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Winter Storms

Winter Storms can result in downed power lines, flooding and road closures. 

Without power, and with the lack of heat, hypothermia can affect many people and animals. 

With road closures, help may not be able to reach you.

Winter storms can immobilize an entire region with extreme cold and heavy snowfall.

Terms to help identify Winter Storm Hazards

Freezing Rain:

Rain that freezes when it hits the ground, creating a coating of ice on roads, 

walkways, trees, and power lines.


Rain that turns to ice pellets before reaching the ground. 

Sleet also causes moisture on roads to freeze and become slippery.

Winter Storm Watch:

A winter storm is possible in your area. Tune in to NOAA Weather Radio, 

commercial radio, or television for more information.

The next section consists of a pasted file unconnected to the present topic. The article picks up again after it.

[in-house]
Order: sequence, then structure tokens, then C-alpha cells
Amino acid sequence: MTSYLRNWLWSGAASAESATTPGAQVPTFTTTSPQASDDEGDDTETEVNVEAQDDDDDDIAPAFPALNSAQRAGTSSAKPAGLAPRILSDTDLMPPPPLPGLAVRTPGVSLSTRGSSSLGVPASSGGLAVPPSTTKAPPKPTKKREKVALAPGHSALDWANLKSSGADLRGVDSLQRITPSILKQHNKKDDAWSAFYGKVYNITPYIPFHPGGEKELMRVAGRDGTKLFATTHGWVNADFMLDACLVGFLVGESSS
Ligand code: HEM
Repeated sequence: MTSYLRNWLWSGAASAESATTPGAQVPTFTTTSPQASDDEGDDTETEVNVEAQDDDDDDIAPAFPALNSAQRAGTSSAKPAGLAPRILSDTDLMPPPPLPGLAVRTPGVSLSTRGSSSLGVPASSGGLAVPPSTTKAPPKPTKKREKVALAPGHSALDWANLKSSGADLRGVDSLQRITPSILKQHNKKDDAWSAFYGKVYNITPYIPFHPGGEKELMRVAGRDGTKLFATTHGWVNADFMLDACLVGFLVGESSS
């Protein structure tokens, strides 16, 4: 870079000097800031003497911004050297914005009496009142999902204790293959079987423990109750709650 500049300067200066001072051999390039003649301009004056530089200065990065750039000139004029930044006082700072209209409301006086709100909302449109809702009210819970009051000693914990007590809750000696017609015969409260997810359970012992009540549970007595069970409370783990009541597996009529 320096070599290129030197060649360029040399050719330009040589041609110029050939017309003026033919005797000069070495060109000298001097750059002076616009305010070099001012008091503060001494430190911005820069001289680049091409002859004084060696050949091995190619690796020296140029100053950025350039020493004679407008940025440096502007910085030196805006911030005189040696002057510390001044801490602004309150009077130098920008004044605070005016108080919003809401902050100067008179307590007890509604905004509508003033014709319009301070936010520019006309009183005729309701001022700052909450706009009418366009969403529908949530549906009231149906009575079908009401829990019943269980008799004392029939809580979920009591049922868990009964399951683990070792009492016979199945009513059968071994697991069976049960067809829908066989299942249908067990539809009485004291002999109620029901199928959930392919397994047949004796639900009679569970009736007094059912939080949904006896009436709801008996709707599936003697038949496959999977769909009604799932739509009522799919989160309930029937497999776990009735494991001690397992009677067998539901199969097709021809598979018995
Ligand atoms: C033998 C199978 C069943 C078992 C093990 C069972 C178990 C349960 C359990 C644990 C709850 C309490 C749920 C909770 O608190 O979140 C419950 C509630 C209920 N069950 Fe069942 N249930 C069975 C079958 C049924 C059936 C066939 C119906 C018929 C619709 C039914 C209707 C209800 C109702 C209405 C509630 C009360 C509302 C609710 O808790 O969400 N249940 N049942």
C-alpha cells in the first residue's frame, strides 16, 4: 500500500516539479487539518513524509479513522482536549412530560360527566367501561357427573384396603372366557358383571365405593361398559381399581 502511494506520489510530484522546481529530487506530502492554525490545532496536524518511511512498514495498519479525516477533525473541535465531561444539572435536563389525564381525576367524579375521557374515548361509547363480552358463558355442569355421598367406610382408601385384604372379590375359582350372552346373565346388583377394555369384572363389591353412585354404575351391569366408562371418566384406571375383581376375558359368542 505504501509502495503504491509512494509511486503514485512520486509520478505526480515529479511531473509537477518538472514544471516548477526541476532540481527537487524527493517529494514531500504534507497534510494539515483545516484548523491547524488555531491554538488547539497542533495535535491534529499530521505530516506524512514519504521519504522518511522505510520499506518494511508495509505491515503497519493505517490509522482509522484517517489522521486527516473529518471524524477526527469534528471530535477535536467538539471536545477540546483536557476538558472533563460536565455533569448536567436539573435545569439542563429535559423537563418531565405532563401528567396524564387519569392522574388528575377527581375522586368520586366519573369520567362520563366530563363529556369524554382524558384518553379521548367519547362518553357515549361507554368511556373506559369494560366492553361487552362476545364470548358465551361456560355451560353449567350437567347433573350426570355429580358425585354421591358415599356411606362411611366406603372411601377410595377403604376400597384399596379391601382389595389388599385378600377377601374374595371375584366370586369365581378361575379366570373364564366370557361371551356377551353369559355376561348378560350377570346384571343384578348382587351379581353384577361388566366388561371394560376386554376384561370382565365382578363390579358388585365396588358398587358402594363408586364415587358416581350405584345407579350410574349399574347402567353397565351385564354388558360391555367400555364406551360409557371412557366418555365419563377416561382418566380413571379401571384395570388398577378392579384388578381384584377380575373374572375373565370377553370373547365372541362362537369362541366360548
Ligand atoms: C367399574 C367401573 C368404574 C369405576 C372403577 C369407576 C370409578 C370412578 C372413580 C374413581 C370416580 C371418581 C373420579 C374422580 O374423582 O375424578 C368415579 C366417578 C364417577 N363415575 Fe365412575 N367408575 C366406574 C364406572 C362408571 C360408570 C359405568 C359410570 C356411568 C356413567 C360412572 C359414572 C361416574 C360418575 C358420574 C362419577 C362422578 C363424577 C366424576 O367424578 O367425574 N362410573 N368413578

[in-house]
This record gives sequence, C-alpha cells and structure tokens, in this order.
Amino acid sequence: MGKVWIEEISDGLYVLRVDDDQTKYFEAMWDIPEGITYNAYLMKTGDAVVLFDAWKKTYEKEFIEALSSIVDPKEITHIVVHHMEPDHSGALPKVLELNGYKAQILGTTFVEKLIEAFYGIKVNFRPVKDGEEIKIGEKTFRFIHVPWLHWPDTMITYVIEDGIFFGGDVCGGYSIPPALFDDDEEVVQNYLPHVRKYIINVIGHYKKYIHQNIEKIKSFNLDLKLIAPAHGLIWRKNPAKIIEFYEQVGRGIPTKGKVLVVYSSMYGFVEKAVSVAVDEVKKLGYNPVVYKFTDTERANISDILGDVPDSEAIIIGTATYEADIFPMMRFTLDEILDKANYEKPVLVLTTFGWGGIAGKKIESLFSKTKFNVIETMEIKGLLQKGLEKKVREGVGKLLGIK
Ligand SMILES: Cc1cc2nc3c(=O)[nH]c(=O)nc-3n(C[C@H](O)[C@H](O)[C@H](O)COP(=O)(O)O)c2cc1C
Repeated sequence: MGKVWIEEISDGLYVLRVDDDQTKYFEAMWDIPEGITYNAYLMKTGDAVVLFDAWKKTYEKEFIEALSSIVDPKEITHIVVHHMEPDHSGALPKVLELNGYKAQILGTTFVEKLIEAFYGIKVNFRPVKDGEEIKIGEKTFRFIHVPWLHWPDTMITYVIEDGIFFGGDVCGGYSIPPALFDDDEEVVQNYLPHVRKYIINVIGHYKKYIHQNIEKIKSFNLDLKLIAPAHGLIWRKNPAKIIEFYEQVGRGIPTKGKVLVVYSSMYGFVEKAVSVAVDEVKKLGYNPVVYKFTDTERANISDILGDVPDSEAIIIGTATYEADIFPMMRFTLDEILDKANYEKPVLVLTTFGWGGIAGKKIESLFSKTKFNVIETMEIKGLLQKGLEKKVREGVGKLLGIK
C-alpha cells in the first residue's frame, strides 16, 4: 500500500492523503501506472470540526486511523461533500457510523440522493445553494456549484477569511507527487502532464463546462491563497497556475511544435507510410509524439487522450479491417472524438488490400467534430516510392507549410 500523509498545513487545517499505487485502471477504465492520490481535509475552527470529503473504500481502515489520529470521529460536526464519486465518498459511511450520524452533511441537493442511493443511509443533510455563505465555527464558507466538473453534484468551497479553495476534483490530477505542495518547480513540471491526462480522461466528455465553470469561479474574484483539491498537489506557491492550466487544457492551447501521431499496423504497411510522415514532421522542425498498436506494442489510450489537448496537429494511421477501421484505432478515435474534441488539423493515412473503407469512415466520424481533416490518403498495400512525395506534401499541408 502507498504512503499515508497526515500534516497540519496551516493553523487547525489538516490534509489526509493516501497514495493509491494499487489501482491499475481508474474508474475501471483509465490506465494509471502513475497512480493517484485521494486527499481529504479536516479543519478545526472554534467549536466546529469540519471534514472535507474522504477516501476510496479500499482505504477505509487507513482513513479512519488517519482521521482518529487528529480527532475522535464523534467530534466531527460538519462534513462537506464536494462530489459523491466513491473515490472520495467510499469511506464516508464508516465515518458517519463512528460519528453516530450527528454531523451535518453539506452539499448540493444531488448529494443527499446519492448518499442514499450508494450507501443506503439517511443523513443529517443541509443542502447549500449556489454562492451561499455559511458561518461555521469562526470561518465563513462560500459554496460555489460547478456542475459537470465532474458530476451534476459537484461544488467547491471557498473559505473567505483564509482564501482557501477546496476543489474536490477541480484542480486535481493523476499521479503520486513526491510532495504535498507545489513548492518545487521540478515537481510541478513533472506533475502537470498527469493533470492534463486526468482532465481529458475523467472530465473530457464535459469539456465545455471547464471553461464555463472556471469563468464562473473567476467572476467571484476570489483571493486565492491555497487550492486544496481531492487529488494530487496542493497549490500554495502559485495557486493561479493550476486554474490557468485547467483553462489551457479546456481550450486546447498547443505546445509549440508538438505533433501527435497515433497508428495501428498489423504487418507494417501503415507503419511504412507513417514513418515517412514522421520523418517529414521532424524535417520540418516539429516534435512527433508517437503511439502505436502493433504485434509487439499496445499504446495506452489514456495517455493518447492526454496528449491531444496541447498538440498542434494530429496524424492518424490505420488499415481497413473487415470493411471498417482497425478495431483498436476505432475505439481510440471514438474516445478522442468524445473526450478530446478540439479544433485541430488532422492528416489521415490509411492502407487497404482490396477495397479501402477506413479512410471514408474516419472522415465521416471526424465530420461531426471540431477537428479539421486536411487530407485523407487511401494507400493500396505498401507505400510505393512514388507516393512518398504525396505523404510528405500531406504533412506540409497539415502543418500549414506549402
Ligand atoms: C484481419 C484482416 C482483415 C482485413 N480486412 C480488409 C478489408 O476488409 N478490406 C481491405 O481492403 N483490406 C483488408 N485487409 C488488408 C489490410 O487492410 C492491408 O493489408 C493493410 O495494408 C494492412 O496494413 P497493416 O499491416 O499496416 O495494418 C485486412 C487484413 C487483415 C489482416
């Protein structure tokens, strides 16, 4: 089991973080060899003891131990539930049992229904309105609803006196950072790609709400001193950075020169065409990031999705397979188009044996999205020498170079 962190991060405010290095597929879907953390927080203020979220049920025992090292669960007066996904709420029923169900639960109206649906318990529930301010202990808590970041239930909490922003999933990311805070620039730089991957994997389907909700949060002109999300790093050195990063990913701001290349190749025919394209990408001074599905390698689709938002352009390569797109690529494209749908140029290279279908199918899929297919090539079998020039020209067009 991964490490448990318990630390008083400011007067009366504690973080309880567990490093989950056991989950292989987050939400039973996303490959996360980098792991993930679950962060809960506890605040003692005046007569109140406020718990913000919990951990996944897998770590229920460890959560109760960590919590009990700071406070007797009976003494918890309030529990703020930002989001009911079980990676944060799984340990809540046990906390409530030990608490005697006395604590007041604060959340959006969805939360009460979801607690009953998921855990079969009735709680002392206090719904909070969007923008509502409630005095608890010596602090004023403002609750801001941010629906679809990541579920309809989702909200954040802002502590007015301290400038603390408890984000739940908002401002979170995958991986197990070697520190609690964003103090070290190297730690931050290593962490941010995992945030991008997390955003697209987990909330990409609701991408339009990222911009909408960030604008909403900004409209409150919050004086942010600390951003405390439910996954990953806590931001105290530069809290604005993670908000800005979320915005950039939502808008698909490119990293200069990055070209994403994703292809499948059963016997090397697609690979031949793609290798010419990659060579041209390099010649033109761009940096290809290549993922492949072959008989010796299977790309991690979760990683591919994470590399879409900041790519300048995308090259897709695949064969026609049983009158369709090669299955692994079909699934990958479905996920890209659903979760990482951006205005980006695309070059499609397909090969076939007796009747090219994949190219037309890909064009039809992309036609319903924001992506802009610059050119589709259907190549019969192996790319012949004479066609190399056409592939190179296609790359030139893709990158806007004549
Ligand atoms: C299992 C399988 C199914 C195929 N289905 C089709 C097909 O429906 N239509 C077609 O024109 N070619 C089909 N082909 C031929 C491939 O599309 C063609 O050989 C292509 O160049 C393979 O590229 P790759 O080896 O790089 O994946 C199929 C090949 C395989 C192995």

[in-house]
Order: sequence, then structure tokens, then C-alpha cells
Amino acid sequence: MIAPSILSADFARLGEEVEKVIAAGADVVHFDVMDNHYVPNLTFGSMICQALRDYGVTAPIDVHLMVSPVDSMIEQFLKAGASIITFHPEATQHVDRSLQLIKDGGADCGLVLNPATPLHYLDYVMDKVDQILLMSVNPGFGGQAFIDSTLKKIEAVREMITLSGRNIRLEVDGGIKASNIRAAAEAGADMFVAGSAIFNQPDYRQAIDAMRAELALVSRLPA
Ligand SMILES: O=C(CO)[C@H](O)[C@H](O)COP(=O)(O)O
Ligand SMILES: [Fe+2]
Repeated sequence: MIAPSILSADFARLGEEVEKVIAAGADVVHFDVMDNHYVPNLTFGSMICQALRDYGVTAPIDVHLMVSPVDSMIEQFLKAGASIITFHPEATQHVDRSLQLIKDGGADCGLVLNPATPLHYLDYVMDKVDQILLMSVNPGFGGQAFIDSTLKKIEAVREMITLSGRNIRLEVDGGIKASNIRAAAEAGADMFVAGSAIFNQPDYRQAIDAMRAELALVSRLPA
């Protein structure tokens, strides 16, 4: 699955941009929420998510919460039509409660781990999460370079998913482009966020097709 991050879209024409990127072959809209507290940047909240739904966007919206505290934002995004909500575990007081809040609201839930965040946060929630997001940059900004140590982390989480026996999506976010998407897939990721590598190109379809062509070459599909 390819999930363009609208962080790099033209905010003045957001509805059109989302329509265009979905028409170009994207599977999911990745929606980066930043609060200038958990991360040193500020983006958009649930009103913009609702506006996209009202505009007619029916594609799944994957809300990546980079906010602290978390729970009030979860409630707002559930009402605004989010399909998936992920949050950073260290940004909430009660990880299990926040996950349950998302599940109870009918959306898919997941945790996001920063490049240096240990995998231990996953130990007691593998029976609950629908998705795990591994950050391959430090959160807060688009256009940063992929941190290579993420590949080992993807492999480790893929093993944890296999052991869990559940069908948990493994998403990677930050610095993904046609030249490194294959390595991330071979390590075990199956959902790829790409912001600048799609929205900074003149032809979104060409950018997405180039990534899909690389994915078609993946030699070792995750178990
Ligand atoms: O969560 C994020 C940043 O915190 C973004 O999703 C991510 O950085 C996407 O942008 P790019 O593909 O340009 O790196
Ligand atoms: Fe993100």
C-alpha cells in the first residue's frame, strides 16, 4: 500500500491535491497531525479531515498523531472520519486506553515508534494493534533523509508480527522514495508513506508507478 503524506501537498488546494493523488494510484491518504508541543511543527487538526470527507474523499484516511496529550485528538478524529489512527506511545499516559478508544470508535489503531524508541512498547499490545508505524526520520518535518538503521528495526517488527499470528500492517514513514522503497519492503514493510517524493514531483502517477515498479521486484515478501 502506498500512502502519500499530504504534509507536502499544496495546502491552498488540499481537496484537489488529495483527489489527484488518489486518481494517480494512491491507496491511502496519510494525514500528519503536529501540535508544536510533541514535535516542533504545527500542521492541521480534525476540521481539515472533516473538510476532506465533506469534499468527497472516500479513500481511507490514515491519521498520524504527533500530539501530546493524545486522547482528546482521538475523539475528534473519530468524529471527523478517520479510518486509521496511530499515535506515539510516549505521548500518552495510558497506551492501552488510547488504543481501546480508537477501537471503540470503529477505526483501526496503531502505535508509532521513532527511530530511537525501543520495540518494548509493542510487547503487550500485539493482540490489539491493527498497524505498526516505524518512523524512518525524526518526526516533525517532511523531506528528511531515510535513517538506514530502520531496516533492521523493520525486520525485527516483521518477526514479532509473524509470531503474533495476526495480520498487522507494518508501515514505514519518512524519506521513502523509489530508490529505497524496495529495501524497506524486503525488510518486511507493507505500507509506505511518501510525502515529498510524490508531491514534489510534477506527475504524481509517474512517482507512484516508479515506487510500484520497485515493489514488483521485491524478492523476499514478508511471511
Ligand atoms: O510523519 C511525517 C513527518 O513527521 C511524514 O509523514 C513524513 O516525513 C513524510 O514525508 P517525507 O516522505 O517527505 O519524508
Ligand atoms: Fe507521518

Winter Storm Warning:

A winter storm is occurring or will soon occur in your area.

Blizzard Warning:

Sustained winds or frequent gusts to 35 miles per hour 

or greater and considerable amounts of falling or blowing snow 

(reducing visibility to less than a quarter mile) are expected to prevail 

for a period of three hours or longer.

Frost/Freeze Warning:

Below freezing temperatures are expected.

(Many people cannot remember the difference between a Watch and a Warning.

Try using the following to help you.

A Warning is Happening. Both end in "ing".

A Watch is something you cannot see, so you have to Watch for it:

Wait and Watch to see if it happens.)

Wind Chill

Combines the cooling effect of wind and cold temperatures on exposed skin. 

As the wind increases, heat is carried away from a person's body at an accelerated rate, 

driving down the body temperature.

Before a Winter Storm

Preparation for your Home

♦ Check with a professional to make sure your house is structurally sound. 

Have the roof inspected to make sure it can handle the weight of a heavy snow.